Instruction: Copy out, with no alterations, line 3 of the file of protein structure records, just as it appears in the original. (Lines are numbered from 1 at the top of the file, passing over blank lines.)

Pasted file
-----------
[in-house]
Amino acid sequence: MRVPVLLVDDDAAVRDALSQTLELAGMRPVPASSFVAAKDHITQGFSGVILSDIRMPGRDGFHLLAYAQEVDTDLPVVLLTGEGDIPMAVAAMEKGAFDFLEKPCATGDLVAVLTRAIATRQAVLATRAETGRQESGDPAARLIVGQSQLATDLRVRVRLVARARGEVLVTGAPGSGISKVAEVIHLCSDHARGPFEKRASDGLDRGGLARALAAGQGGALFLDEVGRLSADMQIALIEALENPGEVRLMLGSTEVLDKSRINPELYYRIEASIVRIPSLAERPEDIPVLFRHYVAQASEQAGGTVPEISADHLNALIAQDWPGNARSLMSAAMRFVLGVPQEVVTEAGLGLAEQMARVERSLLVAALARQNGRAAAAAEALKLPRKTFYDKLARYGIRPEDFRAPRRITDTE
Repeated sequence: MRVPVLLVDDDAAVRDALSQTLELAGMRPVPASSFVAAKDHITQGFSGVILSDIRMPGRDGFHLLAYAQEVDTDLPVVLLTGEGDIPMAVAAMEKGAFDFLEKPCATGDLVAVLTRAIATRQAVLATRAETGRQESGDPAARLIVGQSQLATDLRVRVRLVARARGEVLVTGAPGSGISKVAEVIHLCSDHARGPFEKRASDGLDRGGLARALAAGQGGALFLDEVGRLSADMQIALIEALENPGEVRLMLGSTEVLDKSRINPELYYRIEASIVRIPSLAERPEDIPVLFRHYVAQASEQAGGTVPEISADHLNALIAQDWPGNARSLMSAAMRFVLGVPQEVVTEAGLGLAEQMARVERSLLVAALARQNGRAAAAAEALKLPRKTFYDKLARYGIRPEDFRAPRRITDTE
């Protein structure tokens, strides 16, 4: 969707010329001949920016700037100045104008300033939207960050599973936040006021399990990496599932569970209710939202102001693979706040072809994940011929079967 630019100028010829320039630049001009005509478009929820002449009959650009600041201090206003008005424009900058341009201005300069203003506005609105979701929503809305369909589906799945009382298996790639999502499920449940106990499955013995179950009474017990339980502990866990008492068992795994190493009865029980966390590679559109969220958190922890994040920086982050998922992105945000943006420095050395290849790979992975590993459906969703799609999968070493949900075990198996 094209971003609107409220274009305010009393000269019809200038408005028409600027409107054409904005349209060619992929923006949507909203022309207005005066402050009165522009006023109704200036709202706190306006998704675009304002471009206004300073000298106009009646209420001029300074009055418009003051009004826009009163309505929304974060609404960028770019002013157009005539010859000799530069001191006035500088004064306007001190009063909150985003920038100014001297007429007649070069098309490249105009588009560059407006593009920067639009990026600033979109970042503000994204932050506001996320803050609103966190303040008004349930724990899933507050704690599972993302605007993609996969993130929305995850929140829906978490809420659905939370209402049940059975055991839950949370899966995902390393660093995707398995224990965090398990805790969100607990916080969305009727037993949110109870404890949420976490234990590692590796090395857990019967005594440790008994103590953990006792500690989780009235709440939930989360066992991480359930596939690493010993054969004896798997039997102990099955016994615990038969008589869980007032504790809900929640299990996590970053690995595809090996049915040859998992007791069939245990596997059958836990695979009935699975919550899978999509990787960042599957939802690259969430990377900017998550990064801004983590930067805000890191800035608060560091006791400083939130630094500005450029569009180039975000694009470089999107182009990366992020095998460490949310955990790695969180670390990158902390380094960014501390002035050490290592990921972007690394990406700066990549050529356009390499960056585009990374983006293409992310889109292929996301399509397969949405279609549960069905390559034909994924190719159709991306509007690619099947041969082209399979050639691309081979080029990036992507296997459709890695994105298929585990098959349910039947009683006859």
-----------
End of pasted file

Repeated sequence: MRVPVLLVDDDAAVRDALSQTLELAGMRPVPASSFVAAKDHITQGFSGVILSDIRMPGRDGFHLLAYAQEVDTDLPVVLLTGEGDIPMAVAAMEKGAFDFLEKPCATGDLVAVLTRAIATRQAVLATRAETGRQESGDPAARLIVGQSQLATDLRVRVRLVARARGEVLVTGAPGSGISKVAEVIHLCSDHARGPFEKRASDGLDRGGLARALAAGQGGALFLDEVGRLSADMQIALIEALENPGEVRLMLGSTEVLDKSRINPELYYRIEASIVRIPSLAERPEDIPVLFRHYVAQASEQAGGTVPEISADHLNALIAQDWPGNARSLMSAAMRFVLGVPQEVVTEAGLGLAEQMARVERSLLVAALARQNGRAAAAAEALKLPRKTFYDKLARYGIRPEDFRAPRRITDTE